I know what you are thinking: why did I read this when I apparently hated the first in the series? The short answer: it has been a month of severe reading ADD.
The long answer: I’m enrolled in a class to advance my nursing degree when my employer announces they are merging my nursing unit with a critical care unit in four months. So all of a sudden, I’m also taking classes through work, one of which means trying to recover long-ago knowledge of cardiac rhythms. I had already requested Kraken by Mieville from the library and had begged NetGalley for Harrison Squared, so I was afraid of Full Brain Syndrome. The Esther Diamond series by Resnick seemed to fit the bill for fluffy downtime reading. Being on the orderly side of the scale, I picked up the first book, Disappearing Nightly, and discovered in Resnick’s introduction that the book has actually gone out of print, had the rights reverted, and was then ‘updated’ and republished. When I reached a particularly clunky world-building chapter (on page 90!), I decided to set it down.
Hoping it was a case of first book syndrome (her first UF book), I thought I’d give the second a quick spin. Reviews seemed to support that decision. Sadly, it was even less interesting than the first, and I wandered off somewhere around page 100. I came back to the first book, decided it was better than I originally thought but found the ending such a whopper of poor taste and decision-making that I gave it negative stars when I wrote the review. Went back to this one–because I feel this weird urge for
procrastination completion–and lost interest again. It’s probably that I’m the wrong audience–The Sopranos was the last time I was interested in organized crime–but it’s also that it just isn’t good writing.
Esther the actress continues to be mostly airheaded and dramatic. After witnessing a murder at her waitressing job, she is pulled into the mystery of apparent body doubles among the city’s organized crime families. The cop she is almost-dating from book one is now on the Organized Crime Squad, so when he’s assigned the case, he and Esther keep colliding. Their romantic tension is cute and probably the most well-developed aspect of the story. The band of merry men from Disappearing has been replaced with a sidekick from the crime family, Lucky, and Max’s new familiar, Nelli. Through it all, Esther continues to agonize about acting jobs, the wizard continues to be almost useless, and Esther’s interview skills continue to annoy. There’s numerous small plot inconsistencies to add to the irritation. One example of a bigger plot hole comes from Nelli, who is initially able to identify the duplicates but is unable to identify one at a crucial moment.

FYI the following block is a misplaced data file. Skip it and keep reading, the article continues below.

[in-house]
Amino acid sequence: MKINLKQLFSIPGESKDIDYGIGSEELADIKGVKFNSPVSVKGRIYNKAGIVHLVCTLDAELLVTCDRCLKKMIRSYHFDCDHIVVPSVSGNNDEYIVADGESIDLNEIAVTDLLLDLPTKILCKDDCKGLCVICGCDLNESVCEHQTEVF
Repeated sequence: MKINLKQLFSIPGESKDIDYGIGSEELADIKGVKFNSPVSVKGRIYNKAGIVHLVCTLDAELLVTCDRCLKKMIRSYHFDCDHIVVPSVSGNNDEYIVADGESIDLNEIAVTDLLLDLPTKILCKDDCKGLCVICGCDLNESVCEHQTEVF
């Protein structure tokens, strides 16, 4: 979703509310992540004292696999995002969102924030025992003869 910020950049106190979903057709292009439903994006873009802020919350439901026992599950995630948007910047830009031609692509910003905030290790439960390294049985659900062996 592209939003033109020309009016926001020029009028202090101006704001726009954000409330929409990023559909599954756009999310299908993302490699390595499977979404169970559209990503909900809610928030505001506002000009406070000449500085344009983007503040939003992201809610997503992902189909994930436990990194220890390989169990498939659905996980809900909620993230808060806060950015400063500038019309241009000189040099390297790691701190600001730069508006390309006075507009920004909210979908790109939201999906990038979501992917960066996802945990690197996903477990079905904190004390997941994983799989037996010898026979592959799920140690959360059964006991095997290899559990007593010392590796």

The writing is flat-out awkward. For instance, Esther is trying to get a woman to come with her down into the basement/crypt of the church where Esther thinks she left a shawl. I’m not really sure why Esther decides she needs the ancillary character to go with her, but it becomes an excuse for a long, awkward dialogue about the crime family and the woman’s three murdered husbands. Then Esther instead heads into the crypt with the priest and continues to pump him for information about the widow while she looks for the shawl. I still can’t tell if it is a character issue or a writing issue, because Esther is very over-dramatic about insignificant things she shouldn’t care about. Esther ‘gasps’ hearing the story of one husband’s death and puts her hand “up to my own throat” imagining a fight. Shortly after, she offers to help the priest search the lost-and-found for her shawl, is told it is only a cardboard box, and then is “disappointed. Also surprised” that her wrap has been stolen “from a church.” The dialogues seem to be meant to provide the reader with red herrings and to provide information about the shawl and a weeping statue, but they are just awkward, practically screaming CLUE HERE!
It’s great if you enjoy it, but I can’t. It’s like late-series Stephanie Plum books with less logic and dumb magical elements. Besides, I just got a new set of library books in, including American Everywhere by Robert Jackson Bennett (City of Stairs), Dry Storeroom No.1 by Richard Fortey, and Afterparty by Daryl Gregory (We Are All Completely Fine).
And there are always cardiac rhythms to study.